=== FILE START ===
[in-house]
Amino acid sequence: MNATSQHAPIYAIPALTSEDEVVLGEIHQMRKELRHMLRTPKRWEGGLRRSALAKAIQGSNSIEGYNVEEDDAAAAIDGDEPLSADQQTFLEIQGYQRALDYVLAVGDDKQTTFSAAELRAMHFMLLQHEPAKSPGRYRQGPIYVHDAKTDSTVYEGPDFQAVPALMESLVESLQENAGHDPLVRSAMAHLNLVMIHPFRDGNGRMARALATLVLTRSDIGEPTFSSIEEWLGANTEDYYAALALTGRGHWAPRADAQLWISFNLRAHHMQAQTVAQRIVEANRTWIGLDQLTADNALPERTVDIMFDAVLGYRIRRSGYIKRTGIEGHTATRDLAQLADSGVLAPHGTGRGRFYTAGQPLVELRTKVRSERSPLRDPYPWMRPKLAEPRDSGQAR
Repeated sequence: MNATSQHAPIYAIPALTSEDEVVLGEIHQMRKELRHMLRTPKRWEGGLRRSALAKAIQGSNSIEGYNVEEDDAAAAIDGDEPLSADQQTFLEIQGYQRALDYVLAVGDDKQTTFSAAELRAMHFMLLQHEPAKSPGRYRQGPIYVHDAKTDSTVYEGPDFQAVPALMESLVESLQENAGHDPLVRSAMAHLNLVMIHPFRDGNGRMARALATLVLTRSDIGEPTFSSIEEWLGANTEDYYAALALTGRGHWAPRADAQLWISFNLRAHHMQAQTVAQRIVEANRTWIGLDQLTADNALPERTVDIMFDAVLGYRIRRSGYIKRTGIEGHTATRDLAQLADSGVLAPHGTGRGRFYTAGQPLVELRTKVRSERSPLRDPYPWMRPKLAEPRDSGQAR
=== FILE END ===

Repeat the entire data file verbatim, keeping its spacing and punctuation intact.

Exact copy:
[in-house]
Amino acid sequence: MNATSQHAPIYAIPALTSEDEVVLGEIHQMRKELRHMLRTPKRWEGGLRRSALAKAIQGSNSIEGYNVEEDDAAAAIDGDEPLSADQQTFLEIQGYQRALDYVLAVGDDKQTTFSAAELRAMHFMLLQHEPAKSPGRYRQGPIYVHDAKTDSTVYEGPDFQAVPALMESLVESLQENAGHDPLVRSAMAHLNLVMIHPFRDGNGRMARALATLVLTRSDIGEPTFSSIEEWLGANTEDYYAALALTGRGHWAPRADAQLWISFNLRAHHMQAQTVAQRIVEANRTWIGLDQLTADNALPERTVDIMFDAVLGYRIRRSGYIKRTGIEGHTATRDLAQLADSGVLAPHGTGRGRFYTAGQPLVELRTKVRSERSPLRDPYPWMRPKLAEPRDSGQAR
Repeated sequence: MNATSQHAPIYAIPALTSEDEVVLGEIHQMRKELRHMLRTPKRWEGGLRRSALAKAIQGSNSIEGYNVEEDDAAAAIDGDEPLSADQQTFLEIQGYQRALDYVLAVGDDKQTTFSAAELRAMHFMLLQHEPAKSPGRYRQGPIYVHDAKTDSTVYEGPDFQAVPALMESLVESLQENAGHDPLVRSAMAHLNLVMIHPFRDGNGRMARALATLVLTRSDIGEPTFSSIEEWLGANTEDYYAALALTGRGHWAPRADAQLWISFNLRAHHMQAQTVAQRIVEANRTWIGLDQLTADNALPERTVDIMFDAVLGYRIRRSGYIKRTGIEGHTATRDLAQLADSGVLAPHGTGRGRFYTAGQPLVELRTKVRSERSPLRDPYPWMRPKLAEPRDSGQAR